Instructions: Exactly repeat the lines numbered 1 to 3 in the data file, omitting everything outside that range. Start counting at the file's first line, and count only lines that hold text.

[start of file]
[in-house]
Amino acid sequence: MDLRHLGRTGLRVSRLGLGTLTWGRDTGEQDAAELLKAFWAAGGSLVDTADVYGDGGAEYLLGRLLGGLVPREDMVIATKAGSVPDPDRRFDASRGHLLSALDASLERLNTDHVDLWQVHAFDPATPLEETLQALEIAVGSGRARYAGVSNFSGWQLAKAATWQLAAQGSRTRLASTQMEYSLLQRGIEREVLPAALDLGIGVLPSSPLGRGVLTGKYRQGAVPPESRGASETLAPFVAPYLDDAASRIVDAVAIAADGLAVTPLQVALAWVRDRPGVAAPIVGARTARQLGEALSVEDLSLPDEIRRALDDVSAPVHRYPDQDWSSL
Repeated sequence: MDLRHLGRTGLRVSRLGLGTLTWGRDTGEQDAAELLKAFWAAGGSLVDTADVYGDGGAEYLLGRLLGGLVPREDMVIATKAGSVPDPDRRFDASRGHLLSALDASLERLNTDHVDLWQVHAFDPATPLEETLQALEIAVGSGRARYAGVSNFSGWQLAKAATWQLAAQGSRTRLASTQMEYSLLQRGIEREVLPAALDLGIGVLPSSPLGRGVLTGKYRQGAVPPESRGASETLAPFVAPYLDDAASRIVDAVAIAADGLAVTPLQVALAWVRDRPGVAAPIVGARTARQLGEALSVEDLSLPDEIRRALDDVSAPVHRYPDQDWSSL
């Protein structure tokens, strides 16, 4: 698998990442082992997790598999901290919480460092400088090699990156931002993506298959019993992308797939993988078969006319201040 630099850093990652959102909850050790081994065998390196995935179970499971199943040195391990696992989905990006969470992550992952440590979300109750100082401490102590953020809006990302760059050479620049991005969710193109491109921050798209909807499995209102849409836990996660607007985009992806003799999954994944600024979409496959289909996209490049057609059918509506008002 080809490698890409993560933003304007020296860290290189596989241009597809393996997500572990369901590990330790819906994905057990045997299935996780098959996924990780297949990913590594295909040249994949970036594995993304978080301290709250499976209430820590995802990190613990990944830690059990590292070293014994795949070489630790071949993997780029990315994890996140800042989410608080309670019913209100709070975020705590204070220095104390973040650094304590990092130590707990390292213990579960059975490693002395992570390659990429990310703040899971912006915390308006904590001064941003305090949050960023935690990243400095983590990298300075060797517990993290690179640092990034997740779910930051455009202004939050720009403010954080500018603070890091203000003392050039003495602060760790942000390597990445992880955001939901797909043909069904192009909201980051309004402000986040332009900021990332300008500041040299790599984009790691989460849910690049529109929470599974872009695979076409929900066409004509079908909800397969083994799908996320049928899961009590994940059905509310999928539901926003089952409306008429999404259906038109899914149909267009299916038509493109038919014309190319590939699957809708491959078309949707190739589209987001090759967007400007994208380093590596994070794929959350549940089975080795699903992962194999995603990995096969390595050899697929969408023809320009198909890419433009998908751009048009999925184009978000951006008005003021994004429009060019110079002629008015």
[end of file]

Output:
[in-house]
Amino acid sequence: MDLRHLGRTGLRVSRLGLGTLTWGRDTGEQDAAELLKAFWAAGGSLVDTADVYGDGGAEYLLGRLLGGLVPREDMVIATKAGSVPDPDRRFDASRGHLLSALDASLERLNTDHVDLWQVHAFDPATPLEETLQALEIAVGSGRARYAGVSNFSGWQLAKAATWQLAAQGSRTRLASTQMEYSLLQRGIEREVLPAALDLGIGVLPSSPLGRGVLTGKYRQGAVPPESRGASETLAPFVAPYLDDAASRIVDAVAIAADGLAVTPLQVALAWVRDRPGVAAPIVGARTARQLGEALSVEDLSLPDEIRRALDDVSAPVHRYPDQDWSSL
Repeated sequence: MDLRHLGRTGLRVSRLGLGTLTWGRDTGEQDAAELLKAFWAAGGSLVDTADVYGDGGAEYLLGRLLGGLVPREDMVIATKAGSVPDPDRRFDASRGHLLSALDASLERLNTDHVDLWQVHAFDPATPLEETLQALEIAVGSGRARYAGVSNFSGWQLAKAATWQLAAQGSRTRLASTQMEYSLLQRGIEREVLPAALDLGIGVLPSSPLGRGVLTGKYRQGAVPPESRGASETLAPFVAPYLDDAASRIVDAVAIAADGLAVTPLQVALAWVRDRPGVAAPIVGARTARQLGEALSVEDLSLPDEIRRALDDVSAPVHRYPDQDWSSL